# Dice Roller (#61)

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by Matthew D Moss

Time to release your inner nerd.

The task for this Ruby Q. is to write a dice roller. You should write
a
program that takes two arguments: a dice expression followed by the
number of
times to roll it (being optional, with a default of 1). So to calculate
those

``````> roll.rb "3d6" 6
72  64  113  33  78  82
``````

Or, for something more complicated:

``````> roll.rb "(5d5-4)d(16/d4)+3"
31
``````

[NOTE: You’ll usually want quotes around the dice expression to hide
parenthesis
from the shell, but the quotes are not part of the expression.]

The main code of roll.rb should look something like this:

``````d = Dice.new(ARGV[0])
(ARGV[1] || 1).to_i.times { print "#{d.roll}  " }
``````

The meat of this quiz is going to be parsing the dice expression (i.e.,
implementing Dice.new). Let’s first go over the grammar, which I present
in a
simplified BNF notation with some notes:

``````<expr> := <expr> + <expr>
|  <expr> - <expr>
|  <expr> * <expr>
|  <expr> / <expr>
|  ( <expr> )
|  [<expr>] d <expr>
|  integer

* Integers are positive; never zero, never negative.
* The "d" (dice) expression XdY rolls a Y-sided die (numbered
from 1 to Y) X times, accumulating the results.  X is optional
and defaults to 1.
* All binary operators are left-associative.
* Operator precedence:
( )      highest
d
* /
+ -      lowest
``````

[NOTE: The BNF above is simplified here for clarity and space. If
requested, I
will make available the full BNF description I’ve used in my own
solution, which
incorporates the association and precedence rules.]

A few more things… Feel free to either craft this by hand or an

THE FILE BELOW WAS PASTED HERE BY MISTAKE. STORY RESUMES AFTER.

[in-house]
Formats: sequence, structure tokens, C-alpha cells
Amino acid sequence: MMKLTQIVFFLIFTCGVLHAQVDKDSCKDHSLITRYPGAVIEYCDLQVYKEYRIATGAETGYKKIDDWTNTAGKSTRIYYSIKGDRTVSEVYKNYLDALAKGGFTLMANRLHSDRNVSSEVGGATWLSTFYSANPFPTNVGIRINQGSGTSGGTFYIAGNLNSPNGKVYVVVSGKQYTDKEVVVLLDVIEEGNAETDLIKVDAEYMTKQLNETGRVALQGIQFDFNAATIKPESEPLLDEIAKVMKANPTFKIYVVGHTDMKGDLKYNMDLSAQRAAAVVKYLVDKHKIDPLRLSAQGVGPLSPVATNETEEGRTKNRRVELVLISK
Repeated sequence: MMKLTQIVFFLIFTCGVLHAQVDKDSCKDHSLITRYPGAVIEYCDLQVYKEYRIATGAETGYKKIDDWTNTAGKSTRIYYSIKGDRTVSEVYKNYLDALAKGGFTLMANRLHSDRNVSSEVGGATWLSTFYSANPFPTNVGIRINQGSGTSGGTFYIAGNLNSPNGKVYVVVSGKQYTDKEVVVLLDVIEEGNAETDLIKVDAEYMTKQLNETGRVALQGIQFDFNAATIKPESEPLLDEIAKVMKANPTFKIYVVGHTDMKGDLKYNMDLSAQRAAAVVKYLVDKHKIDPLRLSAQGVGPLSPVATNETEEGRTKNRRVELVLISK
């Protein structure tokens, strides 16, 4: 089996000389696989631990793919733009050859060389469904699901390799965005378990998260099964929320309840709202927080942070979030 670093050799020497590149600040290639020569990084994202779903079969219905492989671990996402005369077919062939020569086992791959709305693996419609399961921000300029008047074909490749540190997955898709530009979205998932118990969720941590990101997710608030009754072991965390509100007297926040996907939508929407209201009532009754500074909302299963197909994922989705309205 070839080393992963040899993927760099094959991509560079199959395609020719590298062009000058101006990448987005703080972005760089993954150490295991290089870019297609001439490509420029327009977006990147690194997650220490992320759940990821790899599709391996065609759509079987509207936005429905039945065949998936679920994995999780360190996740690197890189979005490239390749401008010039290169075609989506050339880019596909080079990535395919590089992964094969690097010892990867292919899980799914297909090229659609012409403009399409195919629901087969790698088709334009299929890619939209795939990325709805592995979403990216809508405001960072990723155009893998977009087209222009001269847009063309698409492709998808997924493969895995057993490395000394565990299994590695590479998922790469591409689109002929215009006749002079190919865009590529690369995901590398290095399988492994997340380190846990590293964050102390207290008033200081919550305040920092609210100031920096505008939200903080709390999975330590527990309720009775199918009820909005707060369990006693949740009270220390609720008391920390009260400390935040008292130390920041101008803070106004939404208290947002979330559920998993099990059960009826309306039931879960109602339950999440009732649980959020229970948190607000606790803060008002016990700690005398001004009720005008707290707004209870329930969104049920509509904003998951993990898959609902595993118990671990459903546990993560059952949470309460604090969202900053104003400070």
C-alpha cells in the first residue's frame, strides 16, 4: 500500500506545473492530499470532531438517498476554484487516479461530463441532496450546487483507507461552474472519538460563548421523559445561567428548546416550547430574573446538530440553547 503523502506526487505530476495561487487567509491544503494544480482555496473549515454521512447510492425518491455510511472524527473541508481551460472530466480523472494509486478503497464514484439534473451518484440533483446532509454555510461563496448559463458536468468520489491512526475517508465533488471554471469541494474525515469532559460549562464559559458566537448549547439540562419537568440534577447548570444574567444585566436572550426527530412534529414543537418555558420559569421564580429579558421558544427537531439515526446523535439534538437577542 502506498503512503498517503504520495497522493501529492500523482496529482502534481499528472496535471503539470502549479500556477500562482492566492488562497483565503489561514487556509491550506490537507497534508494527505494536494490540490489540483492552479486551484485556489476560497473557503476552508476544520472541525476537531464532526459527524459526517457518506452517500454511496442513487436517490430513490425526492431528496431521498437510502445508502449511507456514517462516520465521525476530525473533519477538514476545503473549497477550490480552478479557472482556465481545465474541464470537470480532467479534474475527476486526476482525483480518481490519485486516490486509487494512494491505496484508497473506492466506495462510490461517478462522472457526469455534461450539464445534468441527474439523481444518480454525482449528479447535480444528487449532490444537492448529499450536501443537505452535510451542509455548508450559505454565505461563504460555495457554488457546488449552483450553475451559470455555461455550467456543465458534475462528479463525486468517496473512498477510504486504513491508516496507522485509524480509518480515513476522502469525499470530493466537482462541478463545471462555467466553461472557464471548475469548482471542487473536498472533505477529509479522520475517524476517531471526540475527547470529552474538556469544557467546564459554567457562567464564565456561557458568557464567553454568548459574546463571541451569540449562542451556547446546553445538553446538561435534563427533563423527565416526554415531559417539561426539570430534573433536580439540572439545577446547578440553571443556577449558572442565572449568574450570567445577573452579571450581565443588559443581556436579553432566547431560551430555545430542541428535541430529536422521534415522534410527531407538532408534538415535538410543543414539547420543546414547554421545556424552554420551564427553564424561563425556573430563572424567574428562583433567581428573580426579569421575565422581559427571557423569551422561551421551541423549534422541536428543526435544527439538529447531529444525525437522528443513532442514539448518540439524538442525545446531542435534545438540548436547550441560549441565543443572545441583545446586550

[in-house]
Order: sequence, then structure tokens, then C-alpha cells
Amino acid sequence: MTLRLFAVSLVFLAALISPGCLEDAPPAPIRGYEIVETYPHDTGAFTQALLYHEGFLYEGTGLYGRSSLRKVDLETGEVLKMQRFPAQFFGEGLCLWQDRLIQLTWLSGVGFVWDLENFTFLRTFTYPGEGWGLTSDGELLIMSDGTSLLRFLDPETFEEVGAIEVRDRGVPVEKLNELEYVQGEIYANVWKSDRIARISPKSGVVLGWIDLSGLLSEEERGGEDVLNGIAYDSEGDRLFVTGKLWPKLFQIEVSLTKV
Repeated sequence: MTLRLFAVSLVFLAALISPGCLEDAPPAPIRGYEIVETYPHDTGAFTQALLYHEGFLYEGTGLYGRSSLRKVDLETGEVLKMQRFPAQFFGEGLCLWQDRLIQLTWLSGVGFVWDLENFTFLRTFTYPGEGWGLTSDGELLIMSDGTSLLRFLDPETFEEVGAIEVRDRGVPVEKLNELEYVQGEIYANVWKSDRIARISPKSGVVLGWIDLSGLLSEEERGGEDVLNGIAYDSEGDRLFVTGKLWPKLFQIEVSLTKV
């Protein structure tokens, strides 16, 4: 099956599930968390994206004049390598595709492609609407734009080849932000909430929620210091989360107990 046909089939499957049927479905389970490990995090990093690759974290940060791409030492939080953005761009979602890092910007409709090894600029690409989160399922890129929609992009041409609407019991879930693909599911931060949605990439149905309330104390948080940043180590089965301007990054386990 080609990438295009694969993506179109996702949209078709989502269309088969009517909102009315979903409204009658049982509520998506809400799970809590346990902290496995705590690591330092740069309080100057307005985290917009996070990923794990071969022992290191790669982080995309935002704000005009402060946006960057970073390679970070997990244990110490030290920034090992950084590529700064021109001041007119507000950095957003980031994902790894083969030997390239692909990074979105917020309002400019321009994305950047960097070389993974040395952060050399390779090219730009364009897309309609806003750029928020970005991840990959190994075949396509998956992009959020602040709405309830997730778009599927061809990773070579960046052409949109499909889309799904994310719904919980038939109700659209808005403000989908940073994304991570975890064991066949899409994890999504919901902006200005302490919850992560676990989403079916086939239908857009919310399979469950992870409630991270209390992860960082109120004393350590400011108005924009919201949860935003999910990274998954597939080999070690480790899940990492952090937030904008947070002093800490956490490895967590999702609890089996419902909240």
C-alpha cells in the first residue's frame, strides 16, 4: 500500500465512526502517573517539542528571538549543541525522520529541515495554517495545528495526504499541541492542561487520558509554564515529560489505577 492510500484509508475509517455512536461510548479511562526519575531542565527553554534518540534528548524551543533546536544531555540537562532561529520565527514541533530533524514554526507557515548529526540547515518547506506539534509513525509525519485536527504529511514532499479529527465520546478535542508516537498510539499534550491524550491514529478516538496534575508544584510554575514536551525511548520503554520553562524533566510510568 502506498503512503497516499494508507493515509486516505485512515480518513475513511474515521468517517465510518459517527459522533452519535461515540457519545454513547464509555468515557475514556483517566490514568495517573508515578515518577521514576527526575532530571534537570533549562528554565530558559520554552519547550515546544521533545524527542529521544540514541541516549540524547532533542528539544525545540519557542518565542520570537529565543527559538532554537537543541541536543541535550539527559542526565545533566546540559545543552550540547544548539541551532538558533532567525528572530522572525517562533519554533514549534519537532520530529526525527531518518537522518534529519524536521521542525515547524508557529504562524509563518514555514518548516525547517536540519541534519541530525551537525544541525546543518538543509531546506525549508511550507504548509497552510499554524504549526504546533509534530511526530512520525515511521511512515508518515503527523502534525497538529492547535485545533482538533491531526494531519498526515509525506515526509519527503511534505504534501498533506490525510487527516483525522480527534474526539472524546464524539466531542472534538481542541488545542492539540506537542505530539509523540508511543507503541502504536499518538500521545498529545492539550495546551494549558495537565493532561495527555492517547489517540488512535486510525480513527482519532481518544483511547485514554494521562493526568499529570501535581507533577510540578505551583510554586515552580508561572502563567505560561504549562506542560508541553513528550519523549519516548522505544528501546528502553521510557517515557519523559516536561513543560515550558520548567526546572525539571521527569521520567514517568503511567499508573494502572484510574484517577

available
lexing/parsing library. Handling whitespace between integers and
operators is
nice. Some game systems use d100 quite often, and may abbreviate it as
“d%”
(but note that ‘%’ is only allowed immediately after a ‘d’).

On Sat, Jan 07, 2006 at 03:56:47AM +0900, Ruby Q. wrote:
[…]
} [NOTE: The BNF above is simplified here for clarity and space. If
} requested, I will make available the full BNF description I’ve used in
my
} own solution, which incorporates the association and precedence
rules.]

I would appreciate the full BNF, please.

–Greg

On 1/6/06, Ruby Q. [email protected] wrote:

Or, for something more complicated:

``````    > roll.rb "(5d5-4)d(16/d4)+3"
31
``````

I assume integer arithmetic? So if, for example, a 3 comes up on your
d4, 16/d4 would be 5?

Jacob F.

Please don’t take this the wrong way, but I’ve never played D&D.
Would someone mind explaining the math that went into the command
below to generate it’s result?

~ ryan ~

On 06/01/06, J. Ryan S. [email protected] wrote:

Please don’t take this the wrong way, but I’ve never played D&D.
Would someone mind explaining the math that went into the command
below to generate it’s result?

I suspect user error.

The correct answer will always be between 3 and 18 for 3d6.

-austin

On Jan 6, 2006, at 1:29 PM, J. Ryan S. wrote:

The task for this Ruby Q. is to write a dice roller…

roll.rb “3d6” 6
72 64 113 33 78 82

Hmm, that example looks wrong now that you mention it. It should be
6 numbers between 3 and 18 (the roll of 3 six-sided dice).

James Edward G. II

Sticking with typical integer division (ie, round-down) is fine.

If you wanted to extend the syntax to support round-up division (using
‘’
perhaps) or other options, feel free. Extra credit.

A lot of extra credit if you add syntax to support some RPGs/home rules
where you might want 3d6, but you’ll actually roll 4d6 and toss the
lowest.

Ha ha… Must have copied the wrong line when writing up the quiz
description.

That should look like this:

roll.rb “3d6” 6
18 18 18 18 18 18

=)

On 06/01/06, Matthew M. [email protected] wrote:

Ha ha… Must have copied the wrong line when writing up the quiz
description.

That should look like this:

roll.rb “3d6” 6
18 18 18 18 18 18

Just don’t tell me that the first one is 18/00.

-austin

On 1/6/06, Matthew M. [email protected] wrote:

Ha ha… Must have copied the wrong line when writing up the quiz
description.

That should look like this:

roll.rb “3d6” 6
18 18 18 18 18 18

Actually 3d6 means roll a 6 sided die 3 times so you would have a result
of 3-18

so this:

roll.rb “3d6” 6

Would actully be: (RND = Random)

RND(3-18) RND(3-18) RND(3-18) RND(3-18) RND(3-18) RND(3-18)

Below is 3d6 from the DnD Dice Roller on Wizards.com. The +0 would be
a modifier from depending if it was an attack roll or a defense roll.